Monday, August 6, 2007

Goals and Projects

In the past, I've read multiple books about time management and organization. Among them, it seems that two that seem more popular and better than the rest. They are "The Seven Habits of Highly Effective People" by Stephen Covey and "Getting Things Done" by David Allen.

Each one has a completely different approach to planning. Seven Habits advocates "Begin with the end in mind." Think about what you want people you care about to say about you at your funeral (as morbid as that sounds) and figure out what it would take to make that happen. The things that would make this happen are what you should focus on every day and then everything else fits in around it. This would include things like being the best husband possible to your wife, leaving the world a better place, etc. etc.

The GTD approach to planning is anything that requires more than one action is a project. Every project goes on a list, and then you break it up into actions, and then you do the things on your list.

I'd read GTD twice and I really like the idea but I had one issue with the project planning way of going about things. It seemed to me that if you follow this method, you end up having a bunch of projects and will spend your life just doing stuff that probably won't matter.

Then I borrowed a copy of the "Getting Things Done - Fast" audio program (no longer available) and realized I'd completely missed one thing and missed most of one other thing.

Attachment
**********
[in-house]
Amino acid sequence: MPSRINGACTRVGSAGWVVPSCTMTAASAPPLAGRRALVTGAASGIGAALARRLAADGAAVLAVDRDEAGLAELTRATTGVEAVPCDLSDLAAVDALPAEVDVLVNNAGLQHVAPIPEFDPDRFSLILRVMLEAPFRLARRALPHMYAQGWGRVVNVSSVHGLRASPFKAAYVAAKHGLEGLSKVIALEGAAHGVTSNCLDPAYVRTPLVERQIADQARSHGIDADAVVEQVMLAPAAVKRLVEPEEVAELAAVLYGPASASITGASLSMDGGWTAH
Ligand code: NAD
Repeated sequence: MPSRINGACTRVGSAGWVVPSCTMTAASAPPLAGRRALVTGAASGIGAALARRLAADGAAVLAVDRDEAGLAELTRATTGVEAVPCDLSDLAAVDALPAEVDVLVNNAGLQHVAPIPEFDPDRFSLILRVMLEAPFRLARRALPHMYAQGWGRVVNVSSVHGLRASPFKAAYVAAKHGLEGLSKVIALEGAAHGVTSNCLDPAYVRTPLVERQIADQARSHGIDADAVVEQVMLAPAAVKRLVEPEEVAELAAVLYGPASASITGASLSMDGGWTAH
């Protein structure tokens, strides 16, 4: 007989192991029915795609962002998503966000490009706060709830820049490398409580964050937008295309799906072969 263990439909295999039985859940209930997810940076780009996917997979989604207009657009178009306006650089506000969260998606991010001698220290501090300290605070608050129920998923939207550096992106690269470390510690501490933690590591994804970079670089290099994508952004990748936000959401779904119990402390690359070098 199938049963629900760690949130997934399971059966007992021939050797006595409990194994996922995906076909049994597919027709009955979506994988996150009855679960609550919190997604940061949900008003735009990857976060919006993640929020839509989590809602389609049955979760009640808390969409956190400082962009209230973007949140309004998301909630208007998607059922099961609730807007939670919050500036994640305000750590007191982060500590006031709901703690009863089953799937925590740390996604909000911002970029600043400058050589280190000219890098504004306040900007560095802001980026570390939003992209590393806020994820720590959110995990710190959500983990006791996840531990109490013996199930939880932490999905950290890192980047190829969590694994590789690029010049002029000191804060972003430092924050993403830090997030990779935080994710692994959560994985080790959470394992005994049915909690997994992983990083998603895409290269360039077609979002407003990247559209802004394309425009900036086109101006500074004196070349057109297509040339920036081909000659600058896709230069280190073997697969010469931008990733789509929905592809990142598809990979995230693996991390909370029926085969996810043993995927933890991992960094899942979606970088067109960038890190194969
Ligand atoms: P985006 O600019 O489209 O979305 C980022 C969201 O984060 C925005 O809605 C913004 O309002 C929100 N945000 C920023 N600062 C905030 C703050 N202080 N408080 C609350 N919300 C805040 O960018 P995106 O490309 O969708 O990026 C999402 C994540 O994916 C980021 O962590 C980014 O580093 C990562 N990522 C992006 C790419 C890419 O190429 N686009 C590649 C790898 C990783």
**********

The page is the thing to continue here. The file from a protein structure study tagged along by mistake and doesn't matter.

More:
First off - the thing I missed most of. GTD advocates planning on different levels. There is the "runway level" (projects like go get the car fixed, fix the plumbing, etc) all the way up to the "50,000 feet level" that is find your life purpose and make it happen. To have a successful life, you need to operate on all levels.

And the thing I completely missed when I read the book. David Allen says that one of the first steps in planning a project is to define what the project will look like if it is wildly successful and also how to know if the project is done.

If you think about it, this sounds like a goal to me! A goal is a defined outcome. I want to be debt free by Christmas, I want to get my weight down to 180 pounds, I want to drive X amount of traffic to this blog, etc, etc. These are what many people would call goals.

Now to turn any of those goals into a project, just figure out what steps you would need to accomplish to make this happen.

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